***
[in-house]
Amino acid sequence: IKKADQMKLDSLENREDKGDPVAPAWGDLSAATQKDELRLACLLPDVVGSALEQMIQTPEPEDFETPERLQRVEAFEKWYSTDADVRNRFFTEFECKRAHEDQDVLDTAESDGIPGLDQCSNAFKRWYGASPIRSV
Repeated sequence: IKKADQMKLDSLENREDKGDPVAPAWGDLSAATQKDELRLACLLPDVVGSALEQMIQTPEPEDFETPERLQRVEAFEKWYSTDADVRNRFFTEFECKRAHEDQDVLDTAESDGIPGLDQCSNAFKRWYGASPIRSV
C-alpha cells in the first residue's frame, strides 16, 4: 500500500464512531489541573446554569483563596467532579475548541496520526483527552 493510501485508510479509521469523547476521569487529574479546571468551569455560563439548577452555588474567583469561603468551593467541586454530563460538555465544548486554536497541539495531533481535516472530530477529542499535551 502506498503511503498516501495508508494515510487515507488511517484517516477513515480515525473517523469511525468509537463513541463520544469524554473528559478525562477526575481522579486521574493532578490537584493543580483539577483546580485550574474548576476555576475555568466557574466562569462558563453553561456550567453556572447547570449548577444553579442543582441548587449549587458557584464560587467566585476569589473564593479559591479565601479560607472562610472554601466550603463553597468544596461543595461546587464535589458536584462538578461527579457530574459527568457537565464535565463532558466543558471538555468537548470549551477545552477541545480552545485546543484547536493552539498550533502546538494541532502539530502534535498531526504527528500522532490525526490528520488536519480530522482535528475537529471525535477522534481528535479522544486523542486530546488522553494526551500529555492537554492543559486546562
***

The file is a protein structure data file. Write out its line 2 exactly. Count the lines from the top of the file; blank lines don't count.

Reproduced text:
Amino acid sequence: IKKADQMKLDSLENREDKGDPVAPAWGDLSAATQKDELRLACLLPDVVGSALEQMIQTPEPEDFETPERLQRVEAFEKWYSTDADVRNRFFTEFECKRAHEDQDVLDTAESDGIPGLDQCSNAFKRWYGASPIRSV